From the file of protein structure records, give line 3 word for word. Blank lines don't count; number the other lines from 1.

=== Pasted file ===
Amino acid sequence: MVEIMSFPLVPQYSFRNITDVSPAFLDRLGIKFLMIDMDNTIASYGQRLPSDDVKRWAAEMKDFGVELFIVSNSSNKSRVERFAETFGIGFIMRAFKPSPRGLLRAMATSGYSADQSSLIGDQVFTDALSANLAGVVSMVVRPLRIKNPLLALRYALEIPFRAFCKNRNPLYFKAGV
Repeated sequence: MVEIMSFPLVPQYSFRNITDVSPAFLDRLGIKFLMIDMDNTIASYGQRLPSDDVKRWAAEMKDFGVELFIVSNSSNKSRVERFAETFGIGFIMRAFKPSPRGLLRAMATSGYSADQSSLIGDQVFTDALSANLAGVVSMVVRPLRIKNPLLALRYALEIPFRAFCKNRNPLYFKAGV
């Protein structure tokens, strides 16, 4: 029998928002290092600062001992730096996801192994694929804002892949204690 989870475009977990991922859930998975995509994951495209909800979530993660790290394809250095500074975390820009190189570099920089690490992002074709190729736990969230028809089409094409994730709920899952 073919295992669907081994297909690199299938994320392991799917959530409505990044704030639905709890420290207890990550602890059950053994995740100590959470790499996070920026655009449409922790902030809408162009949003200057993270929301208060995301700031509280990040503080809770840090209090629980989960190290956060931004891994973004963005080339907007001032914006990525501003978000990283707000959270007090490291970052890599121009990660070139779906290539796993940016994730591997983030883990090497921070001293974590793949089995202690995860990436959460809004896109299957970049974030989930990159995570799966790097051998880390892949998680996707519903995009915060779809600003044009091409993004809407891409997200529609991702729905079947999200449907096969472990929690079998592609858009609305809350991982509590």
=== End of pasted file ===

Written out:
């Protein structure tokens, strides 16, 4: 029998928002290092600062001992730096996801192994694929804002892949204690 989870475009977990991922859930998975995509994951495209909800979530993660790290394809250095500074975390820009190189570099920089690490992002074709190729736990969230028809089409094409994730709920899952 073919295992669907081994297909690199299938994320392991799917959530409505990044704030639905709890420290207890990550602890059950053994995740100590959470790499996070920026655009449409922790902030809408162009949003200057993270929301208060995301700031509280990040503080809770840090209090629980989960190290956060931004891994973004963005080339907007001032914006990525501003978000990283707000959270007090490291970052890599121009990660070139779906290539796993940016994730591997983030883990090497921070001293974590793949089995202690995860990436959460809004896109299957970049974030989930990159995570799966790097051998880390892949998680996707519903995009915060779809600003044009091409993004809407891409997200529609991702729905079947999200449907096969472990929690079998592609858009609305809350991982509590």